Morning Low Tide and Afternoon at Beaver Lake

Overcast with occasional scattered drizzle. Temperatures in the upper 50s, and winds calm.

I went back to Sandy Beach for low tide this morning. With much less wind and very little rain, it was much easier to make observations. On the other hand, it was only me looking, so I may not have found as many interesting things as I might have otherwise.

It did occur to me that it might be an interesting exercise to go to the same section beach again and again until I knew essentially every (decent-sized) rock and recognized how it changed. I am not actually sure how much the rocky sections on either side of sandy beach change over weeks and months, though I suspect it’s not much (in terms of the rocks and their placements).

Of course some of the animals are anchored in one place, while others move around (though some have remarkable fidelity to a particular location). Seaweed changes significantly over seasonal growth cycles as well.

I don’t think I saw any of the same things I observed yesterday, and today I found some new stuff, including at least a couple of species I’ve never observed before. There were also at least a couple that I’ve only seen once or twice.

Later this afternoon I thought about going out to the golf course to see if the Cedar Waxwings were still around, but ultimately decided I would rather go check Beaver Lake to see if I could see the goldeneye duckling that had been reported earlier in the week.

Clouds were low on Bear Mountain when I arrived, and I thought I might actually be in them by the time I got to the lake. They lifted a bit on my way up, but had settled down again on my way back (to the point where I couldn’t see the waterfall).

I had been planned to take a break at falls on way up, but others already there, so I continued on.

I saw a female Barrow’s Goldeneye plus 5 ducklings at upper end of lake. I watched them for about an hour.

The adult kept some attention on them, but they ducklings tended to scatter a bit. From time to time one would seem concerned and start calling.

The mother quacked a couple of times when ducklings came along the shore near me, and when she did, they went back to her. Both ducklings and the adult were diving for food.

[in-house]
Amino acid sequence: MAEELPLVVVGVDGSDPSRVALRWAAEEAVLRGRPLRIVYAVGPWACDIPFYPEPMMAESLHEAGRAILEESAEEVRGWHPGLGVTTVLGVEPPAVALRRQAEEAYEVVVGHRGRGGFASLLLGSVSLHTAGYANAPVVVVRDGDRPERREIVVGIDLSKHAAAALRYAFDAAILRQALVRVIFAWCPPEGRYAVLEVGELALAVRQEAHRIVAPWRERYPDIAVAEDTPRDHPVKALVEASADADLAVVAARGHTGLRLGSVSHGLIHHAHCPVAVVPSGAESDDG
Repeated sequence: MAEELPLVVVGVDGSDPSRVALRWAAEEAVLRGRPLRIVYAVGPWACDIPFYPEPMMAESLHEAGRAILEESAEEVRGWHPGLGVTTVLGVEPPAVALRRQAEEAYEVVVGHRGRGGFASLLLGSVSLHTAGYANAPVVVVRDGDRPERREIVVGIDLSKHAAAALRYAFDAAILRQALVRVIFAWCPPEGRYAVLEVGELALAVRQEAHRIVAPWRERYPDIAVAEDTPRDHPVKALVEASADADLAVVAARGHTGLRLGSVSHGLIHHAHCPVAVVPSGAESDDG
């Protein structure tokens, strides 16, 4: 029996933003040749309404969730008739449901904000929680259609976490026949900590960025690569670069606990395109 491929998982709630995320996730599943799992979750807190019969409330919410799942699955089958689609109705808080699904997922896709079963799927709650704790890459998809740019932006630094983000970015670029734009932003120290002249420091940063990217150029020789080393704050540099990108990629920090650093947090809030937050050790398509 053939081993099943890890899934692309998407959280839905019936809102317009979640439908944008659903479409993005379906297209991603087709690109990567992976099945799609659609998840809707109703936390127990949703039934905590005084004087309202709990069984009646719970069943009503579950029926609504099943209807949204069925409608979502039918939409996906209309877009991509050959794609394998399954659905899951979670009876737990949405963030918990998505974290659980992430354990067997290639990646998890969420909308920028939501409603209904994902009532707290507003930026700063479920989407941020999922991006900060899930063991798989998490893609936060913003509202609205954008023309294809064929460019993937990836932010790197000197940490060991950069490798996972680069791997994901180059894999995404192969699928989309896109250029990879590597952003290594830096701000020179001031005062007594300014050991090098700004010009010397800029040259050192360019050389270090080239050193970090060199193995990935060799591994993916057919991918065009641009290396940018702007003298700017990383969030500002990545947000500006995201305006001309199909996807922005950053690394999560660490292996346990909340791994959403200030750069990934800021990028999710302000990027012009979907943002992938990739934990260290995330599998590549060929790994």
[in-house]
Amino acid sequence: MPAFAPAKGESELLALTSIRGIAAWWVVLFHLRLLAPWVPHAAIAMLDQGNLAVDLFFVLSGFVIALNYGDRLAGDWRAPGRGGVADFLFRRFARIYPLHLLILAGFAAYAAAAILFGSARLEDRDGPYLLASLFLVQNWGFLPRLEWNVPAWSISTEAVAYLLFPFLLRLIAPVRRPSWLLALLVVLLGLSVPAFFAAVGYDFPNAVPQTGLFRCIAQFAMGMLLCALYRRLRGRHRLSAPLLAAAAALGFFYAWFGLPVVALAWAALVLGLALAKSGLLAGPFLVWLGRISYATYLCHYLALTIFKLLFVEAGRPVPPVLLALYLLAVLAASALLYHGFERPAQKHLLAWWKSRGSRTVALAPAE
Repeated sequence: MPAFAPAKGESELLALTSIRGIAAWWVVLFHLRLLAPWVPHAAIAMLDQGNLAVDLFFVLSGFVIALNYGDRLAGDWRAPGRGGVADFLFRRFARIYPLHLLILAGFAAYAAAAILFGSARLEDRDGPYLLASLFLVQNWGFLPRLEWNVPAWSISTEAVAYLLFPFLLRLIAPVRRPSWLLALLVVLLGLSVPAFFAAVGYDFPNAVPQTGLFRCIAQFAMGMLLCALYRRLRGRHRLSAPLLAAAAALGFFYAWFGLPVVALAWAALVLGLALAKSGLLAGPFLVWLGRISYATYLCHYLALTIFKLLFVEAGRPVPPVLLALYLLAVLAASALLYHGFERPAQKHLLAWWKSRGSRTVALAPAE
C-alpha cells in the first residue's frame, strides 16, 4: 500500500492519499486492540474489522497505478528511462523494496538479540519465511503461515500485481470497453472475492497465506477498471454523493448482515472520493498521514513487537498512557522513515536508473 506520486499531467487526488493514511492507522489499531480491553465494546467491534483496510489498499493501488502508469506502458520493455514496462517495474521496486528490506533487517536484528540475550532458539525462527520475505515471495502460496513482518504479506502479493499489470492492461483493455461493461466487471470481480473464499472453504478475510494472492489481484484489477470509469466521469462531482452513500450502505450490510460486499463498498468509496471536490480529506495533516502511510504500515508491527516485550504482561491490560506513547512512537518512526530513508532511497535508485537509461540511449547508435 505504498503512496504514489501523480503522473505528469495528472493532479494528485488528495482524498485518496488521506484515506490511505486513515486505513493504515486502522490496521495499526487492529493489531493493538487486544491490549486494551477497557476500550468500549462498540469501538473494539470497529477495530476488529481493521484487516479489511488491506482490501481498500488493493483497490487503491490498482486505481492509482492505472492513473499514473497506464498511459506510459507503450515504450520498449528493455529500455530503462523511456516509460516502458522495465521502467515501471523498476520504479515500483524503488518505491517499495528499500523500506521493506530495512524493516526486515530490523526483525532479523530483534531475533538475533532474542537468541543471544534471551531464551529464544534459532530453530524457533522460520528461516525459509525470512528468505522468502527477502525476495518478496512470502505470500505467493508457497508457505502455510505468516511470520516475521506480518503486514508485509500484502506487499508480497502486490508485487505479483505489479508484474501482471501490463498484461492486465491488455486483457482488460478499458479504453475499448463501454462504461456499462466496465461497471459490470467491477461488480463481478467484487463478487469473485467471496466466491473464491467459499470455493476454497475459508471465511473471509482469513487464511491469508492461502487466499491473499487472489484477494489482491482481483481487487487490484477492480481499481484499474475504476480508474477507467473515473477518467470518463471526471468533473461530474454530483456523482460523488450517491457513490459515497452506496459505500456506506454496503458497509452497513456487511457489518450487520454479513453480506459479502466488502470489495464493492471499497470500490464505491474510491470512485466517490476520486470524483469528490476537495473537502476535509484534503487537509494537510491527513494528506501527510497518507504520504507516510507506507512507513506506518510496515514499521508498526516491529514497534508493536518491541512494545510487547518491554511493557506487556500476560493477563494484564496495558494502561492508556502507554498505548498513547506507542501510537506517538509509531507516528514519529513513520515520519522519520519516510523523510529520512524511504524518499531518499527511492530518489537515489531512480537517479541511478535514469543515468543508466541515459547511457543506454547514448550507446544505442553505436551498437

Upon continuing my walk, I saw a lone duckling at the far end of lake. Apparently this one is more independent than the others. Upon looking up information about Barrow’s Goldeneyes, I learned it’s not unusual for young birds to be basically independent from very early on.

This is at least the third or fourth time in recent years they have nested here. I wonder if it’s the same bird, and where the nest location is (if she’s used a tree cavity, which I understand to be typical, but not the only place they will nest).

I heard an aerial predator alarm near the top of hill coming over from Beaver Lake on my way back. I didn’t figure had much chance of seeing anything, so didn’t stay long.

I heard an aerial predator alarm again near the bottom of the hill (just before the first big turn going up the hill on the narrow part of the trail). This time when I paused I caught sight of a raptor. I saw where it landed in a tree and was able to get enough of a look to tell it was a Red-tailed Hawk. It took off just as I got my camera up to take pictures, and I did not see where it landed. I suspect it didn’t go far, as I heard more alarms from where the wide part of the trail enters the coniferous forest. This was the direction the hawk had flown, but I couldn’t find it again. I only stayed for a couple of minutes since I was running late as it was.

If your high frequency hearing is diminished, it may be easier to see the aerial predator alarm calls on the spectrogram than to hear them on the recording, especially with all the background noise from the stream.

My iNaturalist Observations for Today

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